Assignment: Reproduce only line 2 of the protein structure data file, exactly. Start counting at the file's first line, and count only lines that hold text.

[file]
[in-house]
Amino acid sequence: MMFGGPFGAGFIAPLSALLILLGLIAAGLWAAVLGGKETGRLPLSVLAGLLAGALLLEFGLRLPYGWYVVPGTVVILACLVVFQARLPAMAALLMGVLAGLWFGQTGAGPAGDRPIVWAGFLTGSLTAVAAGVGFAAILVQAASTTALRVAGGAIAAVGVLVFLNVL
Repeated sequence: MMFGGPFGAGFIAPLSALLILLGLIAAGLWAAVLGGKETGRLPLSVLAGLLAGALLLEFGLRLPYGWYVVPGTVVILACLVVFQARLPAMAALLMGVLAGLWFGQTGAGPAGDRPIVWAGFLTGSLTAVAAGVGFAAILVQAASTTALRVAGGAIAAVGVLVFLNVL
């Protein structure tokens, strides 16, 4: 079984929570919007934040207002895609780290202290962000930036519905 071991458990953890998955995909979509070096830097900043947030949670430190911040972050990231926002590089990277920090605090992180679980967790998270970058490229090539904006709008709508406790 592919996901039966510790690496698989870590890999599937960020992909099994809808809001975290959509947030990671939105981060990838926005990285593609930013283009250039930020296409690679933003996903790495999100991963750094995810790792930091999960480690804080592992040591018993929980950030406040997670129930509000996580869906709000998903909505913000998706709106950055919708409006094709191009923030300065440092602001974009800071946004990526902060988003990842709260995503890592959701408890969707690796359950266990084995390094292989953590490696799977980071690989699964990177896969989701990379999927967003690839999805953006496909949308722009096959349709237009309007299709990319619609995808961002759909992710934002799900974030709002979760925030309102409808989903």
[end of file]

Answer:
Amino acid sequence: MMFGGPFGAGFIAPLSALLILLGLIAAGLWAAVLGGKETGRLPLSVLAGLLAGALLLEFGLRLPYGWYVVPGTVVILACLVVFQARLPAMAALLMGVLAGLWFGQTGAGPAGDRPIVWAGFLTGSLTAVAAGVGFAAILVQAASTTALRVAGGAIAAVGVLVFLNVL